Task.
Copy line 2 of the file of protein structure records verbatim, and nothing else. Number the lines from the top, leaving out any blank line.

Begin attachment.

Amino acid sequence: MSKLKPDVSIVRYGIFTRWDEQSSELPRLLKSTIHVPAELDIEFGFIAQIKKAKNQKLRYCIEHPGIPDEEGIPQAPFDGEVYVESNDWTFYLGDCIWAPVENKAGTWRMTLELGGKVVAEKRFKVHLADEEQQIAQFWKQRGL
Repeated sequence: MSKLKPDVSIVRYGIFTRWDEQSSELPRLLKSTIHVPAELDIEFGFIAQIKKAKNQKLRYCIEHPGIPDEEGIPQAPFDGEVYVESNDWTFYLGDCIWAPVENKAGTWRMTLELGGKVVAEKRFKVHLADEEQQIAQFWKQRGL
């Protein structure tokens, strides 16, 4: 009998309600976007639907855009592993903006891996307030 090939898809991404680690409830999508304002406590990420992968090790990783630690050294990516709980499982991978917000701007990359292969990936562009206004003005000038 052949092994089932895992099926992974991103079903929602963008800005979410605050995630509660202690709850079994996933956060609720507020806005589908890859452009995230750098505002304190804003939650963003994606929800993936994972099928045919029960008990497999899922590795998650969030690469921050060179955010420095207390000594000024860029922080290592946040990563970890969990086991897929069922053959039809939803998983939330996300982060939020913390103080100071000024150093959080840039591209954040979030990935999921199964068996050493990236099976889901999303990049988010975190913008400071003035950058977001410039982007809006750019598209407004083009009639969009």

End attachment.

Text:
Repeated sequence: MSKLKPDVSIVRYGIFTRWDEQSSELPRLLKSTIHVPAELDIEFGFIAQIKKAKNQKLRYCIEHPGIPDEEGIPQAPFDGEVYVESNDWTFYLGDCIWAPVENKAGTWRMTLELGGKVVAEKRFKVHLADEEQQIAQFWKQRGL